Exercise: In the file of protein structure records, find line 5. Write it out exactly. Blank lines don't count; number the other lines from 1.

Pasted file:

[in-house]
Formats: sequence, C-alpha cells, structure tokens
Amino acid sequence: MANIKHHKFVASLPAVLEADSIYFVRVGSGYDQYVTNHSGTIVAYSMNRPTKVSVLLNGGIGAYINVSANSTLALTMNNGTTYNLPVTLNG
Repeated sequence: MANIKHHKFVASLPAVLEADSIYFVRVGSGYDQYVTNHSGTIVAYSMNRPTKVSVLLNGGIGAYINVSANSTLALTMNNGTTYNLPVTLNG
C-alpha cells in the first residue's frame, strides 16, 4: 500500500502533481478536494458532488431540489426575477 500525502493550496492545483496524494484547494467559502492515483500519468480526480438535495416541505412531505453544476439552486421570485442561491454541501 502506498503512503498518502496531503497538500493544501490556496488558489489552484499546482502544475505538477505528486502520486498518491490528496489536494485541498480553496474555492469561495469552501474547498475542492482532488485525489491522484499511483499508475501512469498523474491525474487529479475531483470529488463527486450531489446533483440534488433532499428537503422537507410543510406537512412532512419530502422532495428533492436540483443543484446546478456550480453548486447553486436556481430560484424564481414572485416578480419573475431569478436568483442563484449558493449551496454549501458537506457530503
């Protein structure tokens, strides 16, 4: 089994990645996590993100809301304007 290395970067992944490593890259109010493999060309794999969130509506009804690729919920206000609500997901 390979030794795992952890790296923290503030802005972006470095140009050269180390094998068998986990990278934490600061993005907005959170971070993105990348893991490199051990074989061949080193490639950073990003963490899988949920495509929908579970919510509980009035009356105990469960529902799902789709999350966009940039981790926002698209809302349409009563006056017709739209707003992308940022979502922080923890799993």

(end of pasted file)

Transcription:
C-alpha cells in the first residue's frame, strides 16, 4: 500500500502533481478536494458532488431540489426575477 500525502493550496492545483496524494484547494467559502492515483500519468480526480438535495416541505412531505453544476439552486421570485442561491454541501 502506498503512503498518502496531503497538500493544501490556496488558489489552484499546482502544475505538477505528486502520486498518491490528496489536494485541498480553496474555492469561495469552501474547498475542492482532488485525489491522484499511483499508475501512469498523474491525474487529479475531483470529488463527486450531489446533483440534488433532499428537503422537507410543510406537512412532512419530502422532495428533492436540483443543484446546478456550480453548486447553486436556481430560484424564481414572485416578480419573475431569478436568483442563484449558493449551496454549501458537506457530503